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Verifying that a matrix T represents a projection operation

  1. Jun 9, 2014 #1
    Hello guys,

    I want to verify or rather show that a given matrix ##T## does represent a projection from ##\mathbb{R^{3}}## to a particular plane, also lying in ##\mathbb{R^{3}}##. Would it be enough to pre-multiply that matrix to an arbitrary vector ##(x,y,z)##, and see if the resulting vector is orthogonal to the normal vector of that given plane, thus implying that the vector is projected successfully to the plane?

    Or do I need to row reduce the matrix ##T## until I can see the basis vectors used in the original ##T##, and verify that they all lie on the plane? Or rather since I can also get the basis of the kernel, will showing that the basis of the kernel is parallel with the normal of the plane enough? Geometrically I imagine that the kernel space is all of the vectors that are orthogonal to the plane and their projection to that plane will be 0.

    Thanks
     
  2. jcsd
  3. Jun 9, 2014 #2

    jbunniii

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    This is necessary but not sufficient. If ##n## is normal to the plane and ##\langle n, Tx\rangle = 0## for all ##x##, then the image of ##T## is contained in the plane, but that doesn't necessarily mean that ##T## is a projection onto the plane. For example, consider the matrix
    $$T = \begin{pmatrix}0 & 0 & 0 \\ 0 & 0 & 0 \\ 0 & 0 & 1 \end{pmatrix}$$
    This matrix has the property that ##\langle n, Tx\rangle = 0##, where ##n = \begin{pmatrix}1 \\ 0 \\ 0 \end{pmatrix}## and ##x## is any vector. So the image lies in the plane whose normal vector is ##\begin{pmatrix}1 \\ 0 \\ 0\end{pmatrix}##. But it is not a projection onto that plane because the image only has dimension 1.

    For another example, consider the matrix
    $$T = \begin{pmatrix}0 & 0 & 0 \\ 0 & 2 & 0 \\ 0 & 0 & 2 \end{pmatrix}$$
    Once again, we have ##\langle n, Tx\rangle = 0##, where ##n = \begin{pmatrix}1 \\ 0 \\ 0 \end{pmatrix}## and ##x## is any vector. The dimension of the image is correct (2), but this is still not a projection because it stretches vectors lying in the plane, e.g. it maps ##\begin{pmatrix}0 \\ 1 \\ 0\end{pmatrix}## to ##\begin{pmatrix}0 \\ 2 \\ 0\end{pmatrix}##. So you also need a constraint ensuring that no such stretching (and also no rotating) occurs. This is neatly captured by the condition ##T^2 = T##. Indeed, a matrix represents a projection if and only if it satisfies ##T^2 = T##.

    So to summarize, if you want to show that a 3x3 matrix is a projection onto a particular plane, you need to verify all of the following:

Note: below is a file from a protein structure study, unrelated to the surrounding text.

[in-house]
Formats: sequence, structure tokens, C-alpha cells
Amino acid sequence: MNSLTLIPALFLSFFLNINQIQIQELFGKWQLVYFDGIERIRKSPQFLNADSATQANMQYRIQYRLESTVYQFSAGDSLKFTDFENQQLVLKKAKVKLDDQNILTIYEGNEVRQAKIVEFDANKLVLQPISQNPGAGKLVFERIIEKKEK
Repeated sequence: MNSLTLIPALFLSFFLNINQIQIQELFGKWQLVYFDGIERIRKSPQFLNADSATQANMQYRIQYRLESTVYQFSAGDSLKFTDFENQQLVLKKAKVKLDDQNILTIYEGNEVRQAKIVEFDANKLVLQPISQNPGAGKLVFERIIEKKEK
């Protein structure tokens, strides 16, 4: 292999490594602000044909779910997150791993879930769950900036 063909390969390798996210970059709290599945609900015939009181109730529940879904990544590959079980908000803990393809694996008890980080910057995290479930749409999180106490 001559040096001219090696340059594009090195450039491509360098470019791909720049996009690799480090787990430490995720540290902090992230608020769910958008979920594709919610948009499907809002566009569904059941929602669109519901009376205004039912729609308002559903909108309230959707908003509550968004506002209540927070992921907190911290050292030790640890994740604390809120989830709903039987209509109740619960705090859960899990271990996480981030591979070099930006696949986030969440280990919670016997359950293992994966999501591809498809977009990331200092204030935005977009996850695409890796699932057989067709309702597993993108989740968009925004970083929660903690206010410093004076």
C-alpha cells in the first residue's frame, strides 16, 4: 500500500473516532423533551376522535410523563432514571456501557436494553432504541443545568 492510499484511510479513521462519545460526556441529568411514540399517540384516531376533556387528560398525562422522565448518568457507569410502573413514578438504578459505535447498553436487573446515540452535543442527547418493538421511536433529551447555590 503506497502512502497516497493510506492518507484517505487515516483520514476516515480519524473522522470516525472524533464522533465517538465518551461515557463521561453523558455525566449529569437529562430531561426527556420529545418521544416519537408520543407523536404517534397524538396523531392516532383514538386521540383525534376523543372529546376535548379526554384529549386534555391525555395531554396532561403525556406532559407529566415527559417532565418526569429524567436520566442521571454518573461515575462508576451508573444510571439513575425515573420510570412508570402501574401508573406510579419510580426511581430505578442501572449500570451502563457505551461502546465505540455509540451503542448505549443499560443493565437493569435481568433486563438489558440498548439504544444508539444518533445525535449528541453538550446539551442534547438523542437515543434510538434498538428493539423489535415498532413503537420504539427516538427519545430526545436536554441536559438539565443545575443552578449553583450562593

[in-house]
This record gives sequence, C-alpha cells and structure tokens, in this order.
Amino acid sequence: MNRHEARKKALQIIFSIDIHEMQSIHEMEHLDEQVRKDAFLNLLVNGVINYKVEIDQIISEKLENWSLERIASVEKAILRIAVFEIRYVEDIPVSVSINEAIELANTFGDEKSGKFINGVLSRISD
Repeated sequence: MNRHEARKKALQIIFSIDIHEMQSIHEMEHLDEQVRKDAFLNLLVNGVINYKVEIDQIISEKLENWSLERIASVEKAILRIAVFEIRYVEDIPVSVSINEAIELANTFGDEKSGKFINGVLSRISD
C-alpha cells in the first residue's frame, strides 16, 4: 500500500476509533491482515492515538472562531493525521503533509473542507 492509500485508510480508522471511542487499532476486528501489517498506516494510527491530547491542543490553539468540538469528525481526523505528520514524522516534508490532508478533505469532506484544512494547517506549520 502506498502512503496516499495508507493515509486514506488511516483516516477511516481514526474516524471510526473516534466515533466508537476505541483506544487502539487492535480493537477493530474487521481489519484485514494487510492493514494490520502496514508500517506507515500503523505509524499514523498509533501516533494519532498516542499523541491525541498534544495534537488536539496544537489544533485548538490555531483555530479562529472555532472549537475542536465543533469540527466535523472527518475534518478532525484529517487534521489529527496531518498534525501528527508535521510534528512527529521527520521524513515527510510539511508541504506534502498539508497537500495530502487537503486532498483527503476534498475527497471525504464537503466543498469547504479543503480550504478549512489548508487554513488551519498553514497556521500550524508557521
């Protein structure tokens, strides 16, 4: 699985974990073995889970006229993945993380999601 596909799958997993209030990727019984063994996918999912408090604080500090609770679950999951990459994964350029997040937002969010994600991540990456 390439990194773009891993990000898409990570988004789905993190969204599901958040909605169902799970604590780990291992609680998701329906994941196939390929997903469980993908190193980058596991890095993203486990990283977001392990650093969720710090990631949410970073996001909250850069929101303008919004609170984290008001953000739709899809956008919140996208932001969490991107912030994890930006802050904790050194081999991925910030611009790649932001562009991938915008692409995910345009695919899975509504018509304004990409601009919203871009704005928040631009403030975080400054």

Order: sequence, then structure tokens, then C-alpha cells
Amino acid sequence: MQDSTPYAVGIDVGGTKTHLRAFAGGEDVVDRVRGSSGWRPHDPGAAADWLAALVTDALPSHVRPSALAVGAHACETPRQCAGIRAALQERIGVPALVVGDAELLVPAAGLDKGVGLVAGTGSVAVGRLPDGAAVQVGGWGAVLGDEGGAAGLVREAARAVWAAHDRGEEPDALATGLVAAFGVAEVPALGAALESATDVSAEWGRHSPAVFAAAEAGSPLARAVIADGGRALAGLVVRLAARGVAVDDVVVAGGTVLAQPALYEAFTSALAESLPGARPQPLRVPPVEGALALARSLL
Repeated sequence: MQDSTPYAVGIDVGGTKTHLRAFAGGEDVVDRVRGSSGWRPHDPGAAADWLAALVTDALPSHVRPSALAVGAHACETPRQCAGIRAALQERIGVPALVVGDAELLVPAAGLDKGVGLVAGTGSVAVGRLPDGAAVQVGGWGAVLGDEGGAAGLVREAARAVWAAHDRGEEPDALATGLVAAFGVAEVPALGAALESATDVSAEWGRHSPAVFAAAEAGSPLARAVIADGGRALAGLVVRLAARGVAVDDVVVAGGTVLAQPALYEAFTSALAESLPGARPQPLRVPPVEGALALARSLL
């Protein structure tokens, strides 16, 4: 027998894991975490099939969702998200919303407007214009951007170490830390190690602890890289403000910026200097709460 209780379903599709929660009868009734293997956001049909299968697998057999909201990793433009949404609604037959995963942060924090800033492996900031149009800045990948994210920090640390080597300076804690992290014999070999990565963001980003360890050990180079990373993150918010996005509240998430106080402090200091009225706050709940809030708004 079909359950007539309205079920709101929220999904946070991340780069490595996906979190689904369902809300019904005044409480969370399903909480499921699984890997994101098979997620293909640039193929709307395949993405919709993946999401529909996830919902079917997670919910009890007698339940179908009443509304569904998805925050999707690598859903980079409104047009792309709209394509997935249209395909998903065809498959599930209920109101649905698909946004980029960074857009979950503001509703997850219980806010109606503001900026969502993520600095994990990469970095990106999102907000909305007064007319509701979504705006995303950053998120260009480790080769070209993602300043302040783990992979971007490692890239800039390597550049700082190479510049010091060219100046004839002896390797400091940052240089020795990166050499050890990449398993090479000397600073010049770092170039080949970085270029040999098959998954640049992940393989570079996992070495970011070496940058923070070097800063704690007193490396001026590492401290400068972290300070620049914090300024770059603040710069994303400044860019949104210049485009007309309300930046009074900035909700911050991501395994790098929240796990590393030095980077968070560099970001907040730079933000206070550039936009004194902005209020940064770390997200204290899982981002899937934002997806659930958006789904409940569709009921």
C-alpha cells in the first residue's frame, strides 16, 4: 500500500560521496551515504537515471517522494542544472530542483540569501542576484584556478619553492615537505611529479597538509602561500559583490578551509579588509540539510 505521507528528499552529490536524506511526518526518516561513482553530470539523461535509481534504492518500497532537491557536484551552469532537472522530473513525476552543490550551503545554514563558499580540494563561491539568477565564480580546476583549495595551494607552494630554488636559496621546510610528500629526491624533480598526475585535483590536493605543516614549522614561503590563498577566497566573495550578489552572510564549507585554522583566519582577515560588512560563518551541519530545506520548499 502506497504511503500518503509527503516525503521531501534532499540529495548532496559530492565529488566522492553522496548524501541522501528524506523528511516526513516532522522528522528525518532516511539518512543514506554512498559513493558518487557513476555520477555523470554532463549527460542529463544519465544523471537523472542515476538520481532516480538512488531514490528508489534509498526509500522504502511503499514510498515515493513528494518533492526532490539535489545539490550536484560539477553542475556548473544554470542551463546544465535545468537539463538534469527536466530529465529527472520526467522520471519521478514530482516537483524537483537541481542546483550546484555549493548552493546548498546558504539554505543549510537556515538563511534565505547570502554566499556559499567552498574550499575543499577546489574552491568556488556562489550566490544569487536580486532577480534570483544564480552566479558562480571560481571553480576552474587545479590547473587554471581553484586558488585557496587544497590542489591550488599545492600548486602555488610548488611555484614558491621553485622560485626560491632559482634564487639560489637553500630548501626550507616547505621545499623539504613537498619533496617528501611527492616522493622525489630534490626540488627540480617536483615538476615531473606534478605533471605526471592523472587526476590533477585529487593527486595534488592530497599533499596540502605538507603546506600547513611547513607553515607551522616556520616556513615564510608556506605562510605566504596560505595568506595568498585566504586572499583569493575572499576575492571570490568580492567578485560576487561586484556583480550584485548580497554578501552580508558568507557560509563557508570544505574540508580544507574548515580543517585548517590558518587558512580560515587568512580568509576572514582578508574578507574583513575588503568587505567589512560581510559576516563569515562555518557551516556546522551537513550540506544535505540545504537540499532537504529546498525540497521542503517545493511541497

1. ##T^2 = T##, so ##T## is a projection
    2. ##\dim(\ker(T)) = 1## or equivalently, ##\dim(\text{im}(T)) = 2##, so ##T## projects onto a plane
    3. ##\langle n, Tx\rangle = 0## where ##n## is normal to the plane and ##x## is arbitrary, so ##T## projects onto the specified plane
    You can find equivalent conditions which will allow you to do less work. [strike]For example, you can replace condition 3 with ##Tn = 0##.[/strike] [correction: If condition 3 is replaced with ##Tn=0## then not only is ##T## a projection, it is in fact an orthogonal projection.] But the basic idea remains the same.
     
    Last edited: Jun 9, 2014
  4. Jun 9, 2014 #3
    Thanks for the comprehensive information jbunniii, I really appreciate it.

    By the way I just realized the fact that the kernel space of a projection matrix is orthogonal to the image of the the projection. Is this true in general? For example if I have a subspace ##W## and a linear transformation from a vector space ##V## to ##W##. Can we consider the kernel of that transformation as the orthogonal complement of ##W##?
     
  5. Jun 9, 2014 #4

    jbunniii

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    Actually, that's only true of orthogonal projections. For general projections, it need not be true. Consider for example
    $$T = \begin{pmatrix}0 & 0 \\ c & 1 \\ \end{pmatrix}$$
    This is a projection matrix, because ##T^2 = T##. The image is the subspace consisting of all scalar multiples of ##\begin{pmatrix}0 \\ 1 \end{pmatrix}##. The kernel is the subspace consisting of all ##\begin{pmatrix}x \\ y \end{pmatrix}## satisfying ##cx + y = 0##, or in other words, all scalar multiples of ##\begin{pmatrix}1 \\ -c \end{pmatrix}##.

    You can think of ##T## as a source of light aimed in the direction of ##\begin{pmatrix}1 \\ -c \end{pmatrix}##, which projects a given vector onto its "shadow" on the image subspace. If the source of light is directly overhead (##c = 0##) then it's an orthogonal projection, otherwise it's called an oblique projection.
     
    Last edited: Jun 9, 2014
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